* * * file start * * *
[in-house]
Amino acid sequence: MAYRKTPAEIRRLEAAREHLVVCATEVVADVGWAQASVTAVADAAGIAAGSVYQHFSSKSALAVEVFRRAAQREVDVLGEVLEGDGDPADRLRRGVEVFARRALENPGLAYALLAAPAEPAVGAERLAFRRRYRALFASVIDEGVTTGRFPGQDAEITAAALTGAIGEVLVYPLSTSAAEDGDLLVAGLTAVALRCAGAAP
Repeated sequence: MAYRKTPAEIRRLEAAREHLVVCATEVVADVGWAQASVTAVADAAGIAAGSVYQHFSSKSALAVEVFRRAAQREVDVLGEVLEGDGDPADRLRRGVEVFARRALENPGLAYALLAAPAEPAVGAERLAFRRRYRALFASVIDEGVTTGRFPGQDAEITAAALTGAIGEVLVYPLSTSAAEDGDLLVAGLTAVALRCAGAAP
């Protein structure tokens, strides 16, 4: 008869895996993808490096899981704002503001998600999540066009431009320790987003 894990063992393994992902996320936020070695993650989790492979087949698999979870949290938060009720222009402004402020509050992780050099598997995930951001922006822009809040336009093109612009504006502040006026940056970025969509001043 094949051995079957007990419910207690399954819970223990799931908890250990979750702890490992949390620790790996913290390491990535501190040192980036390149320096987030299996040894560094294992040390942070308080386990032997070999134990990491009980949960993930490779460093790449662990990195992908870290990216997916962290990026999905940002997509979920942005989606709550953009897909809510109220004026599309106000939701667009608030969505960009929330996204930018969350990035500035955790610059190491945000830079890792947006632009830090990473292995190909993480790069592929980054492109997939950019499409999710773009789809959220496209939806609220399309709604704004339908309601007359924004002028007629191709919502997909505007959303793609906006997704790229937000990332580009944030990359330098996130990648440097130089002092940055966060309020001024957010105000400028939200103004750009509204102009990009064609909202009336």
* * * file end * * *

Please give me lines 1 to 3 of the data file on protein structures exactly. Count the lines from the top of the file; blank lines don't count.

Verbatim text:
[in-house]
Amino acid sequence: MAYRKTPAEIRRLEAAREHLVVCATEVVADVGWAQASVTAVADAAGIAAGSVYQHFSSKSALAVEVFRRAAQREVDVLGEVLEGDGDPADRLRRGVEVFARRALENPGLAYALLAAPAEPAVGAERLAFRRRYRALFASVIDEGVTTGRFPGQDAEITAAALTGAIGEVLVYPLSTSAAEDGDLLVAGLTAVALRCAGAAP
Repeated sequence: MAYRKTPAEIRRLEAAREHLVVCATEVVADVGWAQASVTAVADAAGIAAGSVYQHFSSKSALAVEVFRRAAQREVDVLGEVLEGDGDPADRLRRGVEVFARRALENPGLAYALLAAPAEPAVGAERLAFRRRYRALFASVIDEGVTTGRFPGQDAEITAAALTGAIGEVLVYPLSTSAAEDGDLLVAGLTAVALRCAGAAP